Digitalisation in industry is not only facilitating more efficient production processes. It is also revolutionising business models. Manufacturers no longer earn money merely from selling a machine. Now they are also paid for related services and they are even paid according to the volume of goods produced on it.
Networked machines that communicate with one another. Robots that carry out repairs. Automated maintenance of machinery. The next industrial revolution – Industry 4.0 – is in full swing in our modern factories. It is largely based on comprehensive acquisition of large volumes of operating data by intelligent components and sensors. Edge-computing technologies filter and analyse the data in situ. The preprocessed data is then transferred to the Internet of Things, where analysis platforms can use it to generate a huge range of information for operating the factory or organising material flows.
Data as the basis for new services
Consolidation of data and the use of artificial intelligence are also opening up totally new services and business models. “Whether it is in automotive engineering, machinery manufacturing or electronics. Industry 4.0 is ensuring that traditional business models are being enhanced, optimised or even completely replaced by new technologies across all sectors”, says Achim Berg, President of the German association Bitkom. “Companies can supply their products in entirely new ways. This not only makes them more service-focused, it helps them to remain competitive internationally.”
Digitalisation makes new services involving maintenance and servicing of machines and plants possible. Manufacturers have access to the operating data acquired on their machine installed for a customer. By continuously evaluating this data, they can predict future issues in the production process and carry out maintenance and repairs in good time. The customer benefits from minimised downtimes and higher productivity. This service thus has a genuine value for which the customer pays. As a result, the manufacturer can earn money not only by selling their machine but also by providing a service.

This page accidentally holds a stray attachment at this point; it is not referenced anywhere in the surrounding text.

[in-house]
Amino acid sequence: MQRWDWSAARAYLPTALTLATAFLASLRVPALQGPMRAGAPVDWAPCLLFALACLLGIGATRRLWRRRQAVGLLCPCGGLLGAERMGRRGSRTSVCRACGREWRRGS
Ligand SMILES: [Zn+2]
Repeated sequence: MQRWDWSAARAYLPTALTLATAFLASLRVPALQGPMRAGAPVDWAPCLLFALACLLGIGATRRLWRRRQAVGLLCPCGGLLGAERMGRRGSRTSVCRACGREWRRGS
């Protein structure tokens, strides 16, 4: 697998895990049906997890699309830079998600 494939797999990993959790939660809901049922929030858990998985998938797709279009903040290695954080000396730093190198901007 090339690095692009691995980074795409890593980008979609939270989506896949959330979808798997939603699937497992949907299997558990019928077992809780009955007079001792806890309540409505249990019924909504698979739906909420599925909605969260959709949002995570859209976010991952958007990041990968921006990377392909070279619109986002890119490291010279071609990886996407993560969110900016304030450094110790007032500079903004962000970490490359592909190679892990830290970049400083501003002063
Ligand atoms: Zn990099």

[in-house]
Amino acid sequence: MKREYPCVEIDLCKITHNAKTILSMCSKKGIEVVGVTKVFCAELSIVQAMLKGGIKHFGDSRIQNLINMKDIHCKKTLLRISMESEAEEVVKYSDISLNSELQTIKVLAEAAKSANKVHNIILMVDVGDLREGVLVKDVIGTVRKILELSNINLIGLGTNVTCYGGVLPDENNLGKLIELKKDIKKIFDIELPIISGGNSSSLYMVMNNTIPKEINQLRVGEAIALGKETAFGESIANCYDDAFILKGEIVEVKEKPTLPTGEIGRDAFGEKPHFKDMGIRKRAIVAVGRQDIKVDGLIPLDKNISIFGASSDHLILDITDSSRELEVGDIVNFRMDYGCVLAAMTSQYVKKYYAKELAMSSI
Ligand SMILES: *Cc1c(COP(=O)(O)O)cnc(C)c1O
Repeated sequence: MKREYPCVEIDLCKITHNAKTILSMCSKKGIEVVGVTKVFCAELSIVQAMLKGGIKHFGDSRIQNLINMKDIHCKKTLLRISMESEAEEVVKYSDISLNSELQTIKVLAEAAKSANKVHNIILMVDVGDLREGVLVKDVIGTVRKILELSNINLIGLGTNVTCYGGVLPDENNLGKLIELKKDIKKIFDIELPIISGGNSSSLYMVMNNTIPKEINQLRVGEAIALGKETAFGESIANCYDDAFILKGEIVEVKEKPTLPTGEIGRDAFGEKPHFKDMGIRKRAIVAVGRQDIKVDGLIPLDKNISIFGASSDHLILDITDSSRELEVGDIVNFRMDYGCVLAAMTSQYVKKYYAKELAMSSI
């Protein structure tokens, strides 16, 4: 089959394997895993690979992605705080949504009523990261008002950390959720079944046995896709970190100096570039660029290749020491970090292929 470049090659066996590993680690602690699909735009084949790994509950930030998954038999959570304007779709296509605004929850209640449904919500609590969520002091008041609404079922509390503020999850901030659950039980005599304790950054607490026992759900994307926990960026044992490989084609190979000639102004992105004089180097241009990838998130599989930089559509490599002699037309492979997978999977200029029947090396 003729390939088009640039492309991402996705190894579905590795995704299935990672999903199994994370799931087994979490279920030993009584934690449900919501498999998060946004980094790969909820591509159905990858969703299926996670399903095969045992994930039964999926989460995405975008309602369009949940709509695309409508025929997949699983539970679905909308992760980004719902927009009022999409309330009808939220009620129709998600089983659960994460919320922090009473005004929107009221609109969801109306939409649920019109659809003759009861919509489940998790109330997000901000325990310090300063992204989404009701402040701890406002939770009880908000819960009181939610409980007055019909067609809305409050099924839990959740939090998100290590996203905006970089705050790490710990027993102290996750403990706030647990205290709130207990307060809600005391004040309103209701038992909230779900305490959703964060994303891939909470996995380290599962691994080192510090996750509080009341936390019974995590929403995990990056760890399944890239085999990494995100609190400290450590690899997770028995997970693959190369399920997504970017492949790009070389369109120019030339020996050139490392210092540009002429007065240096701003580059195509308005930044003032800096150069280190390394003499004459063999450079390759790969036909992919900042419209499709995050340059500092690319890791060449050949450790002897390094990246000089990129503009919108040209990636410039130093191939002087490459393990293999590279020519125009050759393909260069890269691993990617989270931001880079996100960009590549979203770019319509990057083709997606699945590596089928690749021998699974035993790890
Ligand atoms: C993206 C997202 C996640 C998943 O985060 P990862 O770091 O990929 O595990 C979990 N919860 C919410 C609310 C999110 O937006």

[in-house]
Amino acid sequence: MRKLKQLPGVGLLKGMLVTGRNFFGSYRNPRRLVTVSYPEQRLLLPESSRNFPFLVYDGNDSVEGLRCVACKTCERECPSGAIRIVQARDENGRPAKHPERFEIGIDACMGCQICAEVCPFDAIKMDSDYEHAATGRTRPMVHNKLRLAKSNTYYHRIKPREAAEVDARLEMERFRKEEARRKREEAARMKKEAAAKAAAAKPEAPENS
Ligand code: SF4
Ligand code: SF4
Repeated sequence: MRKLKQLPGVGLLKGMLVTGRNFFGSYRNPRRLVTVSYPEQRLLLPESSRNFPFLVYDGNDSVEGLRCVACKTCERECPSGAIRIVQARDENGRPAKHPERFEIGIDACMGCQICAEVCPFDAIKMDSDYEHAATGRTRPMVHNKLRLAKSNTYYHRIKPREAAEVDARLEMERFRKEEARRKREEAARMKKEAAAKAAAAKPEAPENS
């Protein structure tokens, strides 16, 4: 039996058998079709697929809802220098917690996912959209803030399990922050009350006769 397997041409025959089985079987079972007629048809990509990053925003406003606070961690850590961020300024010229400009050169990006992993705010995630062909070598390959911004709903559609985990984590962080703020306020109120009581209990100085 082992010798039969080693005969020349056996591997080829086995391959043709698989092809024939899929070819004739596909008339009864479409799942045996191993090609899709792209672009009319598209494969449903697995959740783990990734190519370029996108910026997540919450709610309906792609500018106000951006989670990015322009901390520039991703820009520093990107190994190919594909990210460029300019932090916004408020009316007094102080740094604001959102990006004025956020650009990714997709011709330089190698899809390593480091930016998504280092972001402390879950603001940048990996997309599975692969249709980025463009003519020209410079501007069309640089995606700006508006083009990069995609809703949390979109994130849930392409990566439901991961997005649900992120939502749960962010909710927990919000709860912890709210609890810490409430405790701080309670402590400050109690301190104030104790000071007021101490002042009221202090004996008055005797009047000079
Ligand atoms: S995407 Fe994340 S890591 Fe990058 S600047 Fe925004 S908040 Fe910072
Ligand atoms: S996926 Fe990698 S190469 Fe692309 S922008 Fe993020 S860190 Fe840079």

What are pay-per-use models?
Going one step further, we have what are known as pay-per-use models (also known as equipment-as-a-service or machine-as-a-service). Here, the manufacturer does not actually sell their product, they provide an infrastructure, equipment or a machine as a service in return for a fee. This fee could be based on the number of products produced on the machine or the operating hours. When adopted correctly, this business model has advantages for both the customer and for the manufacturer.
Proven in practice
The British company Rolls-Royce has been supplying its aircraft engines under “power-by-the-hour” service contracts for more than 20 years now. Such pay-per-use fees are calculated based on the number of hours flown. Rolls-Royce is responsible for all the required maintenance work and provides preventive maintenance services. The engines are networked and send the machine data to four Rolls-Royce centres for monitoring. Rolls-Royce’s experiences with this model are remarkable. Thanks to the long service life of aircraft engines, revenues are around four times what would be earned from selling. In addition, as the machine manufacturer Rolls-Royce gets additional benefits from the service arrangement.
On the one hand, the company learns a great deal from inspecting the engines itself and continuously monitoring the condition of the engines. This gives them an ever-improving knowledge and understanding of their products and any weaknesses they have. As a result, the service life can be optimised, more efficient maintenance can be ensured and customer downtimes can be reduced.
Another example is Heidelberger Druckmaschinen. The company has implemented a business model under which they do not earn money by delivering machine components, as before. But based on the number of sheets of paper printed using their systems. This is done by acquiring and evaluating all the operating data in an analysis platform. Wear and required maintenance are identified ahead of time, allowing predictive service planning. They use not only the data from an individual machine installed for a customer. They can access a database for all machines connected to the system, including those operated by other customers. This results in greater precision in the analyses and ultimately in higher machine availability.
Actually, the market for these kinds of pay-per-use models is still relatively small. According to a study by market analysts at IoT Analytics, it had a volume of 21.9 billion dollars in 2019. This means that just a small part of the global equipment market is being sold as a service. But the analysts are convinced that in the future companies will increasingly invest in results rather than in assets. The market is forecast to grow rapidly, to 131 billion dollars by 2025. “We can clearly see that the actual revolution in Industry 4.0 is not taking place in production alone, but also in the business models used”, says Bitkom President Berg. “Every company needs to review its business model from a digital perspective.”
Advantages of Pay-per-use models: